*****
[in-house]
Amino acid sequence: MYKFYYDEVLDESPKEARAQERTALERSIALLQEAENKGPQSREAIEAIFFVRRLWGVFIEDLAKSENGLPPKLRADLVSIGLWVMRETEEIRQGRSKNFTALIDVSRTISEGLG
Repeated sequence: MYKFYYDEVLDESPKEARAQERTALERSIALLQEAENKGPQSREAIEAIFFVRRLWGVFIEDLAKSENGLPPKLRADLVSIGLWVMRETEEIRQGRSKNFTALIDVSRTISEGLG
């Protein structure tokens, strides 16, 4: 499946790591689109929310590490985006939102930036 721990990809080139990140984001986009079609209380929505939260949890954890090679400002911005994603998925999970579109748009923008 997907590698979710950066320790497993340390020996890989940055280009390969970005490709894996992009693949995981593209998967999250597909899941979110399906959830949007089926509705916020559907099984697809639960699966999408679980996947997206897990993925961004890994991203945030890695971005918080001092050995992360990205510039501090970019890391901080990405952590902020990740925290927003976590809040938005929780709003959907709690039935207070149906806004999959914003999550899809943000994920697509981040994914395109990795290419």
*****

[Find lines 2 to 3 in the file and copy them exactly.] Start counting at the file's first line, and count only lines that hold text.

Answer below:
Amino acid sequence: MYKFYYDEVLDESPKEARAQERTALERSIALLQEAENKGPQSREAIEAIFFVRRLWGVFIEDLAKSENGLPPKLRADLVSIGLWVMRETEEIRQGRSKNFTALIDVSRTISEGLG
Repeated sequence: MYKFYYDEVLDESPKEARAQERTALERSIALLQEAENKGPQSREAIEAIFFVRRLWGVFIEDLAKSENGLPPKLRADLVSIGLWVMRETEEIRQGRSKNFTALIDVSRTISEGLG